# Are the products of dependent and independent random variables independent?

Let A, B, C, and D be four random variables such that A and B are independent, and C and D are dependent. It is unknown whether A and C are independent nor whether B and D are independent. Let E and F represent the products E = AC and F = BD. Are E and F necessarily independent?

If not, say we add the knowledge that A and C are independent and B and D are independent; now are E and F necessarily independent?

• Simple counterexample: let A=D and B=C, with A and B independent, whence C and D are independent. Now E=AC=AB and F=BD=BA are identical: as far from independent as you can get. This shows that trying to dodge the problem by ruling out degenerate RVs or discrete RVs is not going to work. As a generalization, consider A,B,C mutually independent and D=A, entailing E=AC and F=AB. Evidently E and F aren't going to be independent in general. This shows that five of the six pairs from A,B,C,D can be independent, but the single dependence between A and D can make E and F dependent.
– whuber
Commented Oct 24, 2011 at 16:52
• @whuber If all six of the pairs from A,B,C,D are independent, that is, we have pairwise independence, are AC and BD independent? Your last sentence seems to invite the inference that if all six pairs were independent, then AC and BD would be independent, and I am fairly sure that this is not necessarily so. Could you clarify this point? Commented Oct 24, 2011 at 17:17
• @Dilip You are correct: pairwise independence of A,B,C,D still does not imply independence of AC and BD. For instance, it's easy to construct examples where A,B,C are pairwise independent but A,B,C themselves are not independent. The example I offered is so simple and general that it appears to provide insight into why AC and BD need not be independent, regardless of issues about multiway dependencies (or lack thereof).
– whuber
Commented Oct 24, 2011 at 17:58

First, define dependent to mean not independent, that is, the joint distribution is not the product of the marginal distributions. Note also that all constant variables are independent of everything.

Though this may look like cheating, if $A = B = 1$ and $C = D \in \{0,1\}$, with the constraint that their common distribution is not degenerate, then $A$ and $B$ are independent, $C$ and $D$ are not, and since $E = C$ and $F = D$, then $E$ and $F$ are not independent either. Furthermore, $A$ and $C$ are independent and $B$ and $D$ are independent by degeneracy of the distributions of $A$ and $B$.

• To add to your example, if $A = B = 0$ instead, then $E = F = 0$ are independent, and thus the answer to the OP's question "Are $E$ and $F$ necessarily independent?" is that $E$ and $F$ are not necessarily independent; they may be dependent or independent as illustrated by the examples. Commented Oct 25, 2011 at 12:51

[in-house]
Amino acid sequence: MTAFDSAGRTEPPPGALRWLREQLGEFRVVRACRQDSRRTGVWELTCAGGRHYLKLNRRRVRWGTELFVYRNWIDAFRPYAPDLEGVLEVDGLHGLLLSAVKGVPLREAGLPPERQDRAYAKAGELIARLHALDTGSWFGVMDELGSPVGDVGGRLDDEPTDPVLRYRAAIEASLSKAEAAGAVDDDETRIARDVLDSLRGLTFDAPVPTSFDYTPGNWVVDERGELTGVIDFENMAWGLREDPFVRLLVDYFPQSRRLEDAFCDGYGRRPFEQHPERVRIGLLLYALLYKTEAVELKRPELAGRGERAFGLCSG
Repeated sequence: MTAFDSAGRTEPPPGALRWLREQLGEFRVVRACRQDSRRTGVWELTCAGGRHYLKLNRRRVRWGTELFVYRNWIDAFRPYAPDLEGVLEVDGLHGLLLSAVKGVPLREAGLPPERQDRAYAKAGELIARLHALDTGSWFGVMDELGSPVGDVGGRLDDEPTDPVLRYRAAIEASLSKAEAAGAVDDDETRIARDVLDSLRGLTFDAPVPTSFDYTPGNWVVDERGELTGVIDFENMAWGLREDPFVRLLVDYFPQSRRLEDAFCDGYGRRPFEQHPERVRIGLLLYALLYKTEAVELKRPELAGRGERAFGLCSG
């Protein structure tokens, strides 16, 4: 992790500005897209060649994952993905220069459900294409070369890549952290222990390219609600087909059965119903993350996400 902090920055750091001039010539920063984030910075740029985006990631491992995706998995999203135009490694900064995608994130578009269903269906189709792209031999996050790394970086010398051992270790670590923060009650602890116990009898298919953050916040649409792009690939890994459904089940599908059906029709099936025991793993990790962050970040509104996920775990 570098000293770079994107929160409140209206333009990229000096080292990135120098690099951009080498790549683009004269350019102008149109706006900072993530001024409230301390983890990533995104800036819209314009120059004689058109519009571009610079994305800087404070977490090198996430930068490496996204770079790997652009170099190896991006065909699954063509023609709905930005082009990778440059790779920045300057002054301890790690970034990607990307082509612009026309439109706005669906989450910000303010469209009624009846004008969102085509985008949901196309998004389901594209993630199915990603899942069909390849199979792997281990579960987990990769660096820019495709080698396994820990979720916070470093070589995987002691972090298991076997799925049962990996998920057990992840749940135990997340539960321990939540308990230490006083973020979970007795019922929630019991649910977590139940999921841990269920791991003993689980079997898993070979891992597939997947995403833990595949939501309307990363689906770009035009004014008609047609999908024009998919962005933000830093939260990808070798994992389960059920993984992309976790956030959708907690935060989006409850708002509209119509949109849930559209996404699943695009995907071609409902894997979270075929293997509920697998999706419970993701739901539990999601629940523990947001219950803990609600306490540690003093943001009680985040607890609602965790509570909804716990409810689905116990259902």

In both cases, the answer is No, $E = AC$ and $F = BD$ are not necessarily independent. Your "added knowledge" makes $A, B, C, D$ pairwise independent but that is not sufficient to guarantee that $AC$ and $BD$ are mutually independent. If $A, B, C, D$ are _mutually independent, then $AC$ and $BD$ are mutually independent events.

Given that C and D are dependent, E and F are definitely NOT independent. Rather they are dependent as well.

Even if A & C is independent, and B & D is independent, the above dependency will remain same.

• Could you add to your answer a proof that $E$ and $F$ are always dependent? I believe that all that can be said is that $E$ and $F$ are not necessarily independent, that is, in general, $E$ and $F$ are dependent, but there may be instances where $E$ and $F$ are independent. Borrowing and editing the example given by @NRH, if $A=B=0$ instead of $A=B=1$, then $E = F = 0$ are independent. But maybe you have a proof that except for the case of constant variables $A$ and $B$, $E$ and $F$ are always dependent? Commented Oct 25, 2011 at 12:47
• I thought that can be done easily. Given that - C and D are dependent, we case see - C = f(D). Hence, we can say - E = AC = Af(D) We already have F = BD hence we can extend to prove E = g(F) = A/B*(f(D)/D). I think, we need to prove the relationship between the conditional probability functions - which can be done if above variables are defined more concretely. Commented Oct 25, 2011 at 14:59
• No, this just proves it for the case when $C = f(D)$. Your original statement "Given that C and D are dependent, E and F are definitely NOT independent." is not completely correct, as the example of $A=B=0$ being degenerate RVs shows. So, I am asking you for a proof showing that if $A$ and $B$ are independent non-degenerate RVs, and $C$ and $D$ are dependent RVs, then $AC$ and $BD$ are necessarily dependent RVs. This would make a slightly modified version your original statement completely correct: definitely not independent provided $A$ and $B$ are non-degenerate. Commented Oct 25, 2011 at 15:53